I read this week about Nattaphon Wangyot, transgendered high school student born as a boy running as a girl at the Alaska State High School Track Championships. Apparently Wangyot also played on the girls volleyball and basketball. Seems the Interwebs are up in arms over this. I am not sure why. I played on my schools girls soccer team at Northern University High School in Cedar Falls back in 1976!
I should probably clarify, I am a cis-gendered male. Meaning that:
My gender self-identity conforms with the gender that corresponds to my biological sex.
It’s even difficult to write that, perhaps I really am that old guy who doesn’t understand the modern world!
In 1976, in Iowa soccer was a novelty, there were few teams and even fewer leagues neither the Iowa High School Athletic Association nor the Iowa Girls High School Athletic Union recognized soccer as a varsity sport. At the time, I was playing on a local boy’s soccer team that was made up primarily of junior high students … middle school had not been invented yet!
Since we were in a university town, many of the guys on the team were the children of foreign born professors. My French friend Jean-Marc played and we had guys from Italy, Columbia, Cuba and a couple of other countries. I think our roster consisted of about 10 junior high students with 3 or 4 in elementary school and another 3-4 of us in high school. In those days it was very hard to find other teams to play. We played college teams (our coaches would play with us then), adult city teams, elementary school teams .. pretty much anybody who could put 11 bodies on the field.
Our team was pretty good. Many of my teammates had grown up playing soccer and were very good athletes. I was only an average athlete but I had played a lot of soccer. I played mid-field, defender and goal keeper.
I also practiced with the guys team from the local Christian high school. They barely had enough guys to make a team so I helped scrimmage with them.
My sophomore year, there was a notice at my high school about a soccer team. A couple of the guys from my team approached the coach and asked if boys could play. The team was really just a club and played a few other local schools. The coach was what would have been called in those days a “woman’s libber.” She said that there was nothing in the rules preventing it so we were welcome to play. I think there were three or four of us, my French friend, who was an amazing player, two other American guys who were very accomplished athletes and me. The girls welcomed us and we enjoyed practicing together.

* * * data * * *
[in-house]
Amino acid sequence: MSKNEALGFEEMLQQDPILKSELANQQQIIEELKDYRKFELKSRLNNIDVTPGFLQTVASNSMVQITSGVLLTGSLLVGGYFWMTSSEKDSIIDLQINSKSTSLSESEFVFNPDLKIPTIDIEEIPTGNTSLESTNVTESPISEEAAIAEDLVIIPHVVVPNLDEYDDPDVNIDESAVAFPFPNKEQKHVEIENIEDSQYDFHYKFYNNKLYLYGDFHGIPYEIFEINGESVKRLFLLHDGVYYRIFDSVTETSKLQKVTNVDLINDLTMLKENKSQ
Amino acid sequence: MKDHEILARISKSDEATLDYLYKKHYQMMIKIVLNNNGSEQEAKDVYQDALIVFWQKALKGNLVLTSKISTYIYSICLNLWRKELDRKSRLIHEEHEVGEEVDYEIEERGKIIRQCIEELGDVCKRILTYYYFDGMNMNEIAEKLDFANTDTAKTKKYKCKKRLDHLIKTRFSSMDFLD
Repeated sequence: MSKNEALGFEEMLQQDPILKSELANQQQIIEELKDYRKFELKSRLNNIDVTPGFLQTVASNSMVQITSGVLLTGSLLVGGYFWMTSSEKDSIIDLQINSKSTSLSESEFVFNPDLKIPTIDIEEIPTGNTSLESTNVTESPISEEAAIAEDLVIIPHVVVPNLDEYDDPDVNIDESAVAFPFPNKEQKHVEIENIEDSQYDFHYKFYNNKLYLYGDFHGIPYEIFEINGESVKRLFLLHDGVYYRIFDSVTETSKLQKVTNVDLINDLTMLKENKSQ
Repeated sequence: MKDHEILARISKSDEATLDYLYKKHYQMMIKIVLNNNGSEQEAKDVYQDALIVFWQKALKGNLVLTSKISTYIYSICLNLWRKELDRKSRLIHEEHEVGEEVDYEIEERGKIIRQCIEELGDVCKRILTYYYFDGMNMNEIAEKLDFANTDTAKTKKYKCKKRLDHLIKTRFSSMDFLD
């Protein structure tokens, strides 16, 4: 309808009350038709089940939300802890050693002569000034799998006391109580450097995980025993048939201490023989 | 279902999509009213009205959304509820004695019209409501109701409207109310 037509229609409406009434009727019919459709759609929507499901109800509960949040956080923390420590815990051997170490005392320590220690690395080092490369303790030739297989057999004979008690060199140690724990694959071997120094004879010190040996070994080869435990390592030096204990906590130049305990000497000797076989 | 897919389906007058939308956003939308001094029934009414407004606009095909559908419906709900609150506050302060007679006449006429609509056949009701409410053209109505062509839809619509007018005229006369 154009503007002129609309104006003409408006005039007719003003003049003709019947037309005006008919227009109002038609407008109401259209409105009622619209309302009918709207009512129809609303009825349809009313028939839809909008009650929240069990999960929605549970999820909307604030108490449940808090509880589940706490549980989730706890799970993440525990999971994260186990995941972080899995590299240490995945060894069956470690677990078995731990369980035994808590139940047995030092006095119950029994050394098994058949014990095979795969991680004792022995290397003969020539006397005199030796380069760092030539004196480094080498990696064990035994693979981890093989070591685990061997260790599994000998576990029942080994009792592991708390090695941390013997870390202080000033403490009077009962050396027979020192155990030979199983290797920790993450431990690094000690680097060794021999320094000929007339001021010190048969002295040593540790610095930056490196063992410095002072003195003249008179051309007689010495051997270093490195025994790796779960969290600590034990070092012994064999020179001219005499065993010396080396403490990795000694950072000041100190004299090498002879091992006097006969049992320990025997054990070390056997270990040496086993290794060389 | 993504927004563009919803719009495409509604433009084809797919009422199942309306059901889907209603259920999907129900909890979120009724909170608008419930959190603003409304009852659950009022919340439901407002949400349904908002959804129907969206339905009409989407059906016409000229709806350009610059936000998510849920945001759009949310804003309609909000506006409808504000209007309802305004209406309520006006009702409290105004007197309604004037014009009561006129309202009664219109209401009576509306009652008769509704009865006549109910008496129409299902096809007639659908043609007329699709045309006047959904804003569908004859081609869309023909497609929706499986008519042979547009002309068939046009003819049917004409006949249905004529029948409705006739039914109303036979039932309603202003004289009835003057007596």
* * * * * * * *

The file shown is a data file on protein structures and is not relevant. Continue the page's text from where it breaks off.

The most important thing I learned about girls soccer is that girls are vicious! I remember an early scrimmage, I was the goal keeper for my side and I had just blocked a shot. I was lying on the ground cradling the ball under my body by my head. Meanwhile a friend of mine, a really good-natured girl, was kicking me repeatedly in the head, trying to get the ball!
The guys on the team all had played much more soccer than the girls so in practice, our roles became more like player-coaches than anything.
Finally it was time for our first game. Even though we were from a Cedar Falls (a big town for Iowa) we were a small class I-A school. Our first game was against Dunkerton High School. Their team only had girls on it. I played mid-field, one of my friends played wing and my French friend played center. In the first 10 minutes of the game Jean Marc had scored 5 goals and I and the other guy on the team had assisted directly in 4 of them.
At this point our coach wisely decided that this should probably be a girls only league. We stayed with the team as assistant coaches for the remainder of the season but never played in another game. Physically, Jean Marc was quite small, smaller than many of the girls on the team, but I am sure that he was dribbling a soccer ball as soon as he could walk. The three of us American guys on the team were a different story, while many of the girls were faster than me, soccer is a very physical game. At 5’10” 185lb I am sure that I was intimidating. As I remember it, none of the girls on the other team wanted to go up and fight with me over a header. The other two guys were both track athletes and not just fast but physically intimidating. It didn’t take long to figure out that none of us should have been out there with those girls.
Wangyot may indeed ‘self identify’ as female but the Alaska High School Athletic Association should identify him for purposes of athletic competition as male.